In many organizations, the conversations around diversity, equity, and inclusion (DEI) center around values and morals. In these conversations, an organization’s DEI strategy and initiatives demonstrate what the company and its leaders believe in. In other words, in many organizations, DEI is simply the right thing to do. But, while few would argue against the moral imperative, some employees might struggle to accept why DEI is important for business.
Why do they have to sit through multiple training sessions? Why change how hiring and recruiting are done? Why fix what’s not broken? And what is the point of all this incessant talk about diversity?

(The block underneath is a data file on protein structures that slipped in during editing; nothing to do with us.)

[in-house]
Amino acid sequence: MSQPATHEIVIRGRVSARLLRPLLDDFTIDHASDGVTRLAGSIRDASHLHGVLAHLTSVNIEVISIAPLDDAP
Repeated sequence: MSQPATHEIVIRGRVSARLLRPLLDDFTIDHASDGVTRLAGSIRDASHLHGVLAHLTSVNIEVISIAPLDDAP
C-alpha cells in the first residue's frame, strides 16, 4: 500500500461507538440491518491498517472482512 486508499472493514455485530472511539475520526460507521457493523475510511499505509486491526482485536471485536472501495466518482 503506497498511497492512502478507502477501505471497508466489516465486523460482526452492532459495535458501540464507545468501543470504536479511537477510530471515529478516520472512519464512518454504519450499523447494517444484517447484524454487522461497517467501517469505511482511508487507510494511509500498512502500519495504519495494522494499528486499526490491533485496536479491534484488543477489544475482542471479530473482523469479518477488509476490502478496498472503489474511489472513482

Questions and attitudes like these miss the real, concrete value of DEI strategy and of diverse teams in particular. DEI as a business growth strategy fosters a better, more inclusive work environment for all employees to do great work. DEI today has very little in common with the old-school diversity training of the 1980s and ’90s. Today, DEI is a method for reaching organization-wide goals.
DEI practices also increase representation in company leadership, promote more equitable business practices, and result in highly qualified, high-performing teams. In fact, research shows that diverse teams drive stronger financial performance and are better at making decisions. They’re more resilient, creative, and proactive about solving problems.